It's Fed day, and stock futures point to a positive open Wednesday morning ahead of the central bank's policy announcement.
On this final full day of winter, Wall Street will be paying attention to the Federal Open Markets Committee for any indications that the severe weather has in any way affected the overall economy, and for word of any more plans to roll back the Fed's bond-buying program. Chair Janet Yellen will hold her first press conference today at 2:30 p.m. ET.
Earnings also grabbed the attention of Wall Street as the tough weather struck again, this time preventing shipper and economic bellwether FedEx (FDX) from delivering profit and sales results that met analysts' expectations. Elsewhere, Action Alerts PLUS component General Mills (GIS) also missed profit and sales estimates, which the food conglomerate had warned investors of last week.
Late Tuesday, a pair of software giants delivered earnings. Adobe Systems (ADBE) said fiscal first-quarter earnings slid from a year earlier, but the software maker still bested analysts' profit and sales expectations. And Oracle (ORCL) fell short of profit forecasts, pressured in the fiscal third quarter by growing competition from rivals like Salesforce.com (CRM). Shares fell in premarket trading. Separately, teen retailer Pacific Sunwear (PSUN) posted a better-than-expected quarterly loss.
In economic news, the Bureau of Economic Analysis said the U.S. trade deficit narrowed slightly in the third quarter, to $94.8 billion, from a downwardly revised $96.6 billion in the previous quarter.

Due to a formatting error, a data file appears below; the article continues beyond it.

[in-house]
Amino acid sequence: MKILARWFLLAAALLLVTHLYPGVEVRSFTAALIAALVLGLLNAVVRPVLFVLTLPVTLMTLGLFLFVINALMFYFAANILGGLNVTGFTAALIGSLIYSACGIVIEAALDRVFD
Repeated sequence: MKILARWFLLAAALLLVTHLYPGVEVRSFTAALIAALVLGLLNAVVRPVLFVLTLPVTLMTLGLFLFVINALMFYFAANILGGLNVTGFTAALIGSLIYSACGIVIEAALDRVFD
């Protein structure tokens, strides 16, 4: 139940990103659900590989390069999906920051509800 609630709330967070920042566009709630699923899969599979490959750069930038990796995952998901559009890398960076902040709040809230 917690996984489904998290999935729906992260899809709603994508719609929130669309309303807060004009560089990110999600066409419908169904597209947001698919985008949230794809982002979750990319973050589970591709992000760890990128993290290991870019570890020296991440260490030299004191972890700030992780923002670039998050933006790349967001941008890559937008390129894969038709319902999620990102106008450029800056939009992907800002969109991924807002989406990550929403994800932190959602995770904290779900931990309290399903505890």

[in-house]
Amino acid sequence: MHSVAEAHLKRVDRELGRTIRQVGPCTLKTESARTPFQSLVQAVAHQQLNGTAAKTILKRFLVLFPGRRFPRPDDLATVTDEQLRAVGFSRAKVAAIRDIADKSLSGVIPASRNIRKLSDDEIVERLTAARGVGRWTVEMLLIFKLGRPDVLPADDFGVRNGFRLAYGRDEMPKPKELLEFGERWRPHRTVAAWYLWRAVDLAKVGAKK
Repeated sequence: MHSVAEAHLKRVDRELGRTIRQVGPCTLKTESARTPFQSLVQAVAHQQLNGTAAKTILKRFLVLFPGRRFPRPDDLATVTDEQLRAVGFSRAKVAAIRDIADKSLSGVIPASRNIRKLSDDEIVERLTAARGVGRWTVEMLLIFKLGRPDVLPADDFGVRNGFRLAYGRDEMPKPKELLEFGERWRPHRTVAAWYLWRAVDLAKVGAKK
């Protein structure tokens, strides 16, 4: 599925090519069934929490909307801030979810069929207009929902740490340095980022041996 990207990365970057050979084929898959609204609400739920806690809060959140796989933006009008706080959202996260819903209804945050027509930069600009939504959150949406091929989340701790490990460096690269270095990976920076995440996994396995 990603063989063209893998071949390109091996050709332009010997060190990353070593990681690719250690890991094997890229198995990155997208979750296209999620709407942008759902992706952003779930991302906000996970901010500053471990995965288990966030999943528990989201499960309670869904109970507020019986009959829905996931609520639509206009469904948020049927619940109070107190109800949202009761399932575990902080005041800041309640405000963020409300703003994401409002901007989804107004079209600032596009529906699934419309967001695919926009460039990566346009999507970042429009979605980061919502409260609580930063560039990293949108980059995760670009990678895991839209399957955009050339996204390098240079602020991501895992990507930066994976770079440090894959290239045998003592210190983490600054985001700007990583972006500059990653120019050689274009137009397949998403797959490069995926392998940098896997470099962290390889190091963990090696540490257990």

Among ratings changes, Barclays upgraded shares of Gannett (GCI) to Equal Weight; Citi raised Transocean (RIG) to Neutral; and Goldman Sachs downgraded Orbitz (OWW) to Sell and upgraded Teva (TEVA) to Neutral.
Stocks to watch today include Nu Skin (NUS), which disclosed that it faces potential fines by Chinese regulators for allegedly conducting business illegally in that country. The news sent shares lower in early trading. The maker of personal-care products has been red-flagged by Reality Check's Herb Greenberg.
Toyota (TM) has reportedly reached a tentative billion-dollar settlement with the U.S. Justice Department, potentially ending a four-year investigation into the Japanese automaker's forthrightness about instances of unintended acceleration in its vehicles and a subsequent massive recall.
Also, Reuters is reporting that charitable trust holding JPMorgan Chase (JPM) has agreed to sell its physical commodities unit for $2.5 billion to Mercuria, a group led by two former Goldman Sachs executives.